Comparisons of the effects on survival after coronary artery surgery in subgroups of patients from the Seattle Heart Watch.
We compared the survival of medically and surgically treated coronary artery disease patients in subgroups of patients to determine those most or least likely to benefit from surgery after an average of 5.5 years of follow-up. Cox's regression model for survival analysis was used in conjunction with data from all patients to estimate and test for the significance of the effects of surgery on survival in subgroups of patients, defined by one or more of the following variables: number of stenotic vessels (greater than or equal to 70%), ejection fraction, age, heart murmur, diuretic therapy, ventricular arrhythmia on resting ECG, left main coronary artery stenosis greater than or equal to 50%, previous myocardial infarction, cardiomegaly, congestive heart failure, unstable angina, and functional class. The Cox model adjusts for differences between medical and surgical patients in variables shown to be predictive of survival. A statistically beneficial effect of surgery on survival was seen in patients with two- or three-vessel disease, ejection fraction greater than or equal to 30%, age greater than or equal to 48 years, no heart murmur, no diuretic therapy, no ventricular arrhythmia on resting ECG, left main coronary artery stenosis less than 50%, no cardiomegaly, and no congestive heart failure. The converse subgroups defined by these variables did not show a significant beneficial effect from surgery. However, patient subgroups defined by presence or absence of prior myocardial infarction or unstable angina and New York Heart Association functional class I-II vs III-IV all showed beneficial effects from surgery.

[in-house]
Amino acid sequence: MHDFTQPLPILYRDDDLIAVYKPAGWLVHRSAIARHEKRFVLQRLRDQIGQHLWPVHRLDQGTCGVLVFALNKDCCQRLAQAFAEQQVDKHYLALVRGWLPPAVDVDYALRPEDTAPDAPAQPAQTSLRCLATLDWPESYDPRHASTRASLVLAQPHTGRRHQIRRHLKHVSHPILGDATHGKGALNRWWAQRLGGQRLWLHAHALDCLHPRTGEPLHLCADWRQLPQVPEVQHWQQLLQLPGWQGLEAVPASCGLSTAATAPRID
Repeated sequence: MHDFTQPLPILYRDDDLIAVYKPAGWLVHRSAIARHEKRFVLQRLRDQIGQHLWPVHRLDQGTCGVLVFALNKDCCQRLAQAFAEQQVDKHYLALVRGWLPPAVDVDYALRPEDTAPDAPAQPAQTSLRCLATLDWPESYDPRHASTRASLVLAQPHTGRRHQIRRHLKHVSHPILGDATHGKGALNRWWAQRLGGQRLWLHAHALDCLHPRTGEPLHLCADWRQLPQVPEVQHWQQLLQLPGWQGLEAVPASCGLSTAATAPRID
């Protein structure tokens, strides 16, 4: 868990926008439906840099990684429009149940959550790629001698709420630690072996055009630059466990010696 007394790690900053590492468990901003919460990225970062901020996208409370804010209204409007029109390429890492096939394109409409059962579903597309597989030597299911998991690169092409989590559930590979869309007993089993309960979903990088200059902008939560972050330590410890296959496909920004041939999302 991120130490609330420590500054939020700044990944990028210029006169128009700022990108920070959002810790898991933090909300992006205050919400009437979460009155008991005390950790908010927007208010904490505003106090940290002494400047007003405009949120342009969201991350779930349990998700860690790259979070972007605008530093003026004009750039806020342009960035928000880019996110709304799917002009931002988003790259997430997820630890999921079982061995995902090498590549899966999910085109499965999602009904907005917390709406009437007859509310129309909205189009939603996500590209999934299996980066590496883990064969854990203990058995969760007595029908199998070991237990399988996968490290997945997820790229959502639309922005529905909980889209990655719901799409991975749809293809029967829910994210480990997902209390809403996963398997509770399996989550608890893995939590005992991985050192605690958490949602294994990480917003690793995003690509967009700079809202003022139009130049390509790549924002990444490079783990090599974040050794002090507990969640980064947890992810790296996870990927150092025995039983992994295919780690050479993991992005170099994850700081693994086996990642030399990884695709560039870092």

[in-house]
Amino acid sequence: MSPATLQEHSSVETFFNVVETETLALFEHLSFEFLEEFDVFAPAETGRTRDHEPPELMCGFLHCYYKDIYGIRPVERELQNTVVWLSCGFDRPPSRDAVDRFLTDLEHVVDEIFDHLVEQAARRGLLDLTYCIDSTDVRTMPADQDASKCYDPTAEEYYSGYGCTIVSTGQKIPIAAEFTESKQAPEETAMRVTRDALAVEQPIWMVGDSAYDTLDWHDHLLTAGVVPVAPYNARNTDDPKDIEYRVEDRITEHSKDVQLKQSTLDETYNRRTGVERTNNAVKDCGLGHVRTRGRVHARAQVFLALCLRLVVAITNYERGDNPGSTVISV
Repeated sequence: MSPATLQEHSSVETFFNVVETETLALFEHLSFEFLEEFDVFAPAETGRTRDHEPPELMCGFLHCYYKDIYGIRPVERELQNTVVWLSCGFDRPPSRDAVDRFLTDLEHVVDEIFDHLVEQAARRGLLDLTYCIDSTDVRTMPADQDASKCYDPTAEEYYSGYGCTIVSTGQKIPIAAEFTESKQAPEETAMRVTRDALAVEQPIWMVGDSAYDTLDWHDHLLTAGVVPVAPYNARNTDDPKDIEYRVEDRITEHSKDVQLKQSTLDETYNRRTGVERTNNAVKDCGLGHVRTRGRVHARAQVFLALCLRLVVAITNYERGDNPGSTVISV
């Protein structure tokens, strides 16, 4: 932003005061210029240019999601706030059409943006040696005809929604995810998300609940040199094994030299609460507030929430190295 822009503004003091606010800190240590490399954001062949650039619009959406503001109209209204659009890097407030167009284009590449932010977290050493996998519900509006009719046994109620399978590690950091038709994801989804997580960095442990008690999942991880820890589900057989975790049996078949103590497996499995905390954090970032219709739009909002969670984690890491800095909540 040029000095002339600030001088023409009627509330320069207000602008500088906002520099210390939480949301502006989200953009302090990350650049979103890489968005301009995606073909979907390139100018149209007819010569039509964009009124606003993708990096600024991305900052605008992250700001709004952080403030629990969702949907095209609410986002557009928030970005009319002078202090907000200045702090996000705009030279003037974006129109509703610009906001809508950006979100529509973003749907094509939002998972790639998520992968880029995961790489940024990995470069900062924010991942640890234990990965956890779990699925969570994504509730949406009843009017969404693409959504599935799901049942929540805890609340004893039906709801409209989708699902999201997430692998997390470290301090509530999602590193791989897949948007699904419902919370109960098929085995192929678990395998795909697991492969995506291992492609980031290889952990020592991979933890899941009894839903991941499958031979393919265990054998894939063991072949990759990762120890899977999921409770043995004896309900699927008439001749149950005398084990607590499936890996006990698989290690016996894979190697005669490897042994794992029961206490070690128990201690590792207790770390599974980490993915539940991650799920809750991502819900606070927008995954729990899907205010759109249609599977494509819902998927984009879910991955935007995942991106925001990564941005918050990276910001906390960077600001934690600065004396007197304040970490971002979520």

- Copyright © 1981 by American Heart Association